Ingus Bajars/Courtesy of Kaspar Jursons

NPR has the scoop on a Latvian designer — Kaspars Jursons — who is trying to help solve European water shortages by redesigning the men’s restroom. His new urinal design includes a sink over it so you can wash your hands, and the water flushes the urinal.

Brilliant. And the comments section of the story is comedy gold.
Bonus I: Facebook's Advanced Graph Search is Rolling Out Now. Should You Be Worried or Excited? (Inside the Nerdery)

Bonus II:
Dorset, Minnesota’s four-year-old mayor gets more national exposure. (Associated Press)

Bonus III: It was Mud Day yesterday in Detroit.

Do dropping numbers of wolves in Minnesota change your view on the hunt?


Daily Circuit (9-12 p.m.) – First hour: Abortion laws state by state.

Second hour: Navigating your medical bill.

Third hour: Bob Dylan. Guest: Greil Marcus, author, music journalist.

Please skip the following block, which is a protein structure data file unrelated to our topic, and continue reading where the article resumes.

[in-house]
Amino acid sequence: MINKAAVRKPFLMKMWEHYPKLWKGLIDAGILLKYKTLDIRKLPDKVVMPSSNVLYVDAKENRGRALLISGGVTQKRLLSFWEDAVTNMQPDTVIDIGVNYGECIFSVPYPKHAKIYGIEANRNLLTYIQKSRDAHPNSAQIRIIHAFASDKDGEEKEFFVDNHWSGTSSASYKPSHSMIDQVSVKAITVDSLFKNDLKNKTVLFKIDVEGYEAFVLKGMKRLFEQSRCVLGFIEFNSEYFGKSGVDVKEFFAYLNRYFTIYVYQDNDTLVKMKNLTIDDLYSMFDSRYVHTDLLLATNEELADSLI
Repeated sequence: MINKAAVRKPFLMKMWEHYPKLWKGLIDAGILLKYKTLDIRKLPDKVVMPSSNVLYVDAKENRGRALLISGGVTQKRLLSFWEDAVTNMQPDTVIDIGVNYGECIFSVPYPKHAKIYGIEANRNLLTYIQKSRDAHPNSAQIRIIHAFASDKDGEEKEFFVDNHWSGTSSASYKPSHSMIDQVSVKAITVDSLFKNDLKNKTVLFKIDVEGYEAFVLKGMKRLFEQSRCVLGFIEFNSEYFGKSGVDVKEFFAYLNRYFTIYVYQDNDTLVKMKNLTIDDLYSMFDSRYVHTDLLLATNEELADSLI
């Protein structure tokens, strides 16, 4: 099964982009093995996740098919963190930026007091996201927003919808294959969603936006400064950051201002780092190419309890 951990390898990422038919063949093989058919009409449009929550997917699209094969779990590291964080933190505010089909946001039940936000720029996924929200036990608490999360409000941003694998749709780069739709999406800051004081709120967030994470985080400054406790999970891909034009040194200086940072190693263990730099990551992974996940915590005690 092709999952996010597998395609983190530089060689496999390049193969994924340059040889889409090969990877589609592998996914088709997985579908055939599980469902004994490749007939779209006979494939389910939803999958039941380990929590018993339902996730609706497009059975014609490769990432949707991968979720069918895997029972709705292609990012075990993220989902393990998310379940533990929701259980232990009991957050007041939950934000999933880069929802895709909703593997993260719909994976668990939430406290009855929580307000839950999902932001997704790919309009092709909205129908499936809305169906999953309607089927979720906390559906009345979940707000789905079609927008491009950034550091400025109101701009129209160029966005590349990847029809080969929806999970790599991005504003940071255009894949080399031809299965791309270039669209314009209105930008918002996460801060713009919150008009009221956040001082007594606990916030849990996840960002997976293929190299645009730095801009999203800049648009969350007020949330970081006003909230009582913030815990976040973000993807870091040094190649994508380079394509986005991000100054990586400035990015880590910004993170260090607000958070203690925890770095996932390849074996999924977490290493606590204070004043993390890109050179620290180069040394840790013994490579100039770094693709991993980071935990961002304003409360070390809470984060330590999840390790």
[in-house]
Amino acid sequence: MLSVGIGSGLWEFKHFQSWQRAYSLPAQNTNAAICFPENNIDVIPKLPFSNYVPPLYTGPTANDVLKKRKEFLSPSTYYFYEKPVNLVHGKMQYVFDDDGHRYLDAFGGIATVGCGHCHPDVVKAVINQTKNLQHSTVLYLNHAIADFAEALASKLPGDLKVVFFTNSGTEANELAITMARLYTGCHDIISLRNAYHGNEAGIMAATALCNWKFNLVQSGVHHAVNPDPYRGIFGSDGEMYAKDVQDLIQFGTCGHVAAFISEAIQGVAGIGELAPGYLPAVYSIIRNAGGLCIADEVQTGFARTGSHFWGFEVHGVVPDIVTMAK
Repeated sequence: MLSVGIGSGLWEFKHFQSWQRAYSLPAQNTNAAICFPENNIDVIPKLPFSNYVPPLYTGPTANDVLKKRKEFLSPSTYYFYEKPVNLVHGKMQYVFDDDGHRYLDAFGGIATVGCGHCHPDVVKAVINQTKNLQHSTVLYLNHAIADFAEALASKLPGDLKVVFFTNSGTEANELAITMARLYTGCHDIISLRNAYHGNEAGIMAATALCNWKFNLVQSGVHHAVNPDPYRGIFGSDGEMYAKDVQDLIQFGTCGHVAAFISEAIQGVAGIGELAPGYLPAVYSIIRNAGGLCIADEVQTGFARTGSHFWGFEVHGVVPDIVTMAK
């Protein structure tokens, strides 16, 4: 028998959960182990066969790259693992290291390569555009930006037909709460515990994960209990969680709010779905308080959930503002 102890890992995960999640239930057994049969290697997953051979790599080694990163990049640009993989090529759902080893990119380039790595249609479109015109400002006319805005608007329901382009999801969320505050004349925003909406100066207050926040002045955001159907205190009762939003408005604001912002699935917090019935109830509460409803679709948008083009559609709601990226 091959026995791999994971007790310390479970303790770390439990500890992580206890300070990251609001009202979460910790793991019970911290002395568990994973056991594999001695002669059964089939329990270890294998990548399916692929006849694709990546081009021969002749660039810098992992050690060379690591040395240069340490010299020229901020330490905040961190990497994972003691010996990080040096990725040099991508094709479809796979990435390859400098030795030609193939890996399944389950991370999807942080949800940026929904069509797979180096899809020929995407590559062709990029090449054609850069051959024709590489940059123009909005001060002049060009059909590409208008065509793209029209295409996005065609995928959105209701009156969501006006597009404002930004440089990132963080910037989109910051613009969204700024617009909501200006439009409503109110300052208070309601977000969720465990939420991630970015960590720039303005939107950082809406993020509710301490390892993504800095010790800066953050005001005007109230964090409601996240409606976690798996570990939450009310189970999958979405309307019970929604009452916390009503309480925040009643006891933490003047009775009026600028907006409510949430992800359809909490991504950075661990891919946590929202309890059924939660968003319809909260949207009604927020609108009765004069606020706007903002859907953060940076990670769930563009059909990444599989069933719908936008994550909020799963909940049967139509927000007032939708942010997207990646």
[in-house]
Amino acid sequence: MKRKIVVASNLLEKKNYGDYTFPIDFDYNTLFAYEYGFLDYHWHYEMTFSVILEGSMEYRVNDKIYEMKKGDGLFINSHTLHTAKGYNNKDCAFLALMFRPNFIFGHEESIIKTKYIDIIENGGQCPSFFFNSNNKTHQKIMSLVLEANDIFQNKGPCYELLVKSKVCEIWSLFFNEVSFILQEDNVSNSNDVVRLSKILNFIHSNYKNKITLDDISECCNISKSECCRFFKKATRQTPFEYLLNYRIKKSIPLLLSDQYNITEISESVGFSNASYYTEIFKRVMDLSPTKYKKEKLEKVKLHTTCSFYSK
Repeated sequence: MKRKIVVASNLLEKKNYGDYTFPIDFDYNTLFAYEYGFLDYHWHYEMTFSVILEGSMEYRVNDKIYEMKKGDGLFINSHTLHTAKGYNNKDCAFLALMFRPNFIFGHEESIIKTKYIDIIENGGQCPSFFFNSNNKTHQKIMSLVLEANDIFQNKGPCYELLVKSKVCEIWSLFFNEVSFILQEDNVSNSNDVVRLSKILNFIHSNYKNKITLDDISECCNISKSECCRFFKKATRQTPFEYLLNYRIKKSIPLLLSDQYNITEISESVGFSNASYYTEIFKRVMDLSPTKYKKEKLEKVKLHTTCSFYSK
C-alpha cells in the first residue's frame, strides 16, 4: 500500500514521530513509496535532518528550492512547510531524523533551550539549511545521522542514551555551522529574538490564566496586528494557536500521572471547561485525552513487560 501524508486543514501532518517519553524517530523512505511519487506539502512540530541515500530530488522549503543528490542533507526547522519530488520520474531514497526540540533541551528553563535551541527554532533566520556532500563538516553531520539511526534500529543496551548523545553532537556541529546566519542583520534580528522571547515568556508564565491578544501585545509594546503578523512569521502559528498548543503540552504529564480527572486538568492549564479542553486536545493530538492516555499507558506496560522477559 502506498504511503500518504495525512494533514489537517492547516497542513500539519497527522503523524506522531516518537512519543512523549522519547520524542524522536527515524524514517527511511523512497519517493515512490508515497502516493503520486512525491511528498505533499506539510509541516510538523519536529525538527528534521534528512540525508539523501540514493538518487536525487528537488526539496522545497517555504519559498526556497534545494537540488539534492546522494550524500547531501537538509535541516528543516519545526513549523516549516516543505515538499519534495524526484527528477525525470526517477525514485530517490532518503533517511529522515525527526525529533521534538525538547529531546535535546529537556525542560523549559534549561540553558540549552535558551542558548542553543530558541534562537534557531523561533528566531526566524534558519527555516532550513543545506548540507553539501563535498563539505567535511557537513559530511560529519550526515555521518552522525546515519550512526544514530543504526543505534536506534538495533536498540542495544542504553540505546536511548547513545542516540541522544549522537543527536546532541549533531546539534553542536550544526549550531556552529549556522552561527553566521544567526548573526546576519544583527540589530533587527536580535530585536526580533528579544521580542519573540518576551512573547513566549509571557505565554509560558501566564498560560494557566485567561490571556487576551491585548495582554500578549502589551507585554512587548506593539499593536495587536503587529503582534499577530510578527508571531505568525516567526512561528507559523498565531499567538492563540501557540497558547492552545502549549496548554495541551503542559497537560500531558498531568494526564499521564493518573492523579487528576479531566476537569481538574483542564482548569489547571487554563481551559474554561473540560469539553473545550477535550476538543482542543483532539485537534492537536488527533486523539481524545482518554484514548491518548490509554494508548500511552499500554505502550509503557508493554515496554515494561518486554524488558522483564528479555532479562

MPR News Presents (12-1 pm): From the Aspen Ideas Festival: The role of journalists in the age of Wikileaks and Edward Snowden. Panelists are Howard Fineman of Huffington Post, Heidi Moore of The Guardian, Ruth Marcus of Washington Post, Noah Feldman of Harvard Law School and Jeff Rosen of George Washington University.

The Takeaway (1-2 p.m.) – Report provides details of Bin Laden’s life on the run, House GOP holds closed-door meeting to discuss immigration, should the U.S. be doing more in Egypt?

All Things Considered (3-6:30 p.m.) – Uncle Sam no longer wants young adults just for the military; he wants them for the federal health care overhaul. The health insurance premiums of younger, healthier residents will be important to balancing the cost of covering older, sicker Americans. MPR’s Elizabeth Stawicki will have the story.

Nikki Tundel says six members of the Oromo Young Generation of Minneapolis partnered with the city’s American Swedish Institute to create the exhibition Dressing Oromo. It highlights the clothing and culture of the often-overlooked Oromo nation, which has its borders within present-day Ethiopia.

The decisions written by Supreme Court justices can be dramatic. Perhaps even operatic when it comes to the dueling rhetoric of Antonin Scalia and Ruth Bader Ginsburg. These ideological opponents have inspired an opera, and they were recently treated to a preview. NPR will have the story of an opera of supreme disagreements